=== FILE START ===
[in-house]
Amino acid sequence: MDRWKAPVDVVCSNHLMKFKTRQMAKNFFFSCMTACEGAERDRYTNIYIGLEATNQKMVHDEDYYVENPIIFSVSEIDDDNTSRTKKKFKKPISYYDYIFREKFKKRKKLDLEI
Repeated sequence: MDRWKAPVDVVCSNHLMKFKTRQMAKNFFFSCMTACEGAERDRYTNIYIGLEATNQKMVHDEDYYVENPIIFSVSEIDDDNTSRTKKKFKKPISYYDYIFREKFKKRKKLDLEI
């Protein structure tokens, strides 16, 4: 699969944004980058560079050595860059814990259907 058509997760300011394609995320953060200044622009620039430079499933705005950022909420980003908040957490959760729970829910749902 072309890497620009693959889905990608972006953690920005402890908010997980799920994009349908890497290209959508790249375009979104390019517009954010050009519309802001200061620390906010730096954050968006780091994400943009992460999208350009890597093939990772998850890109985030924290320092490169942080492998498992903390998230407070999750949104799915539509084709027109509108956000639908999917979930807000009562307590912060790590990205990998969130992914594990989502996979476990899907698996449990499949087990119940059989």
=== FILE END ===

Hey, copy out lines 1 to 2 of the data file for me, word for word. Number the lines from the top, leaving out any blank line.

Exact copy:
[in-house]
Amino acid sequence: MDRWKAPVDVVCSNHLMKFKTRQMAKNFFFSCMTACEGAERDRYTNIYIGLEATNQKMVHDEDYYVENPIIFSVSEIDDDNTSRTKKKFKKPISYYDYIFREKFKKRKKLDLEI